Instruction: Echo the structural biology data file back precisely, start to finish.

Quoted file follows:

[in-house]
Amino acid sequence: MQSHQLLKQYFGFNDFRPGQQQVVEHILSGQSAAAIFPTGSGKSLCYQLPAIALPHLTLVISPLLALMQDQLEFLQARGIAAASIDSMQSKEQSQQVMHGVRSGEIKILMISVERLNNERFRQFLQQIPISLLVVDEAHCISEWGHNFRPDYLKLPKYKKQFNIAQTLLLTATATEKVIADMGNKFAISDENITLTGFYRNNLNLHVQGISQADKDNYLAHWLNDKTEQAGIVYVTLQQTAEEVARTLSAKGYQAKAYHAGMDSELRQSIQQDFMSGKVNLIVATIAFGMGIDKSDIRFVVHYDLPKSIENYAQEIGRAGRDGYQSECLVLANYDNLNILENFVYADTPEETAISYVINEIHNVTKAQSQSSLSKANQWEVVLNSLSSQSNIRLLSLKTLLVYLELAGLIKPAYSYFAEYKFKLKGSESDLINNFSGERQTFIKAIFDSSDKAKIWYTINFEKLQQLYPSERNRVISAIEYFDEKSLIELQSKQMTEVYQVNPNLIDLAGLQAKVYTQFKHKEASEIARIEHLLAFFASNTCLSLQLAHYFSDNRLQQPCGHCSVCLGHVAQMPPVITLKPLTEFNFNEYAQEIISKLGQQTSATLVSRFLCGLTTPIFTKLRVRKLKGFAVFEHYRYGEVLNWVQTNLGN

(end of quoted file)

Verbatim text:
[in-house]
Amino acid sequence: MQSHQLLKQYFGFNDFRPGQQQVVEHILSGQSAAAIFPTGSGKSLCYQLPAIALPHLTLVISPLLALMQDQLEFLQARGIAAASIDSMQSKEQSQQVMHGVRSGEIKILMISVERLNNERFRQFLQQIPISLLVVDEAHCISEWGHNFRPDYLKLPKYKKQFNIAQTLLLTATATEKVIADMGNKFAISDENITLTGFYRNNLNLHVQGISQADKDNYLAHWLNDKTEQAGIVYVTLQQTAEEVARTLSAKGYQAKAYHAGMDSELRQSIQQDFMSGKVNLIVATIAFGMGIDKSDIRFVVHYDLPKSIENYAQEIGRAGRDGYQSECLVLANYDNLNILENFVYADTPEETAISYVINEIHNVTKAQSQSSLSKANQWEVVLNSLSSQSNIRLLSLKTLLVYLELAGLIKPAYSYFAEYKFKLKGSESDLINNFSGERQTFIKAIFDSSDKAKIWYTINFEKLQQLYPSERNRVISAIEYFDEKSLIELQSKQMTEVYQVNPNLIDLAGLQAKVYTQFKHKEASEIARIEHLLAFFASNTCLSLQLAHYFSDNRLQQPCGHCSVCLGHVAQMPPVITLKPLTEFNFNEYAQEIISKLGQQTSATLVSRFLCGLTTPIFTKLRVRKLKGFAVFEHYRYGEVLNWVQTNLGN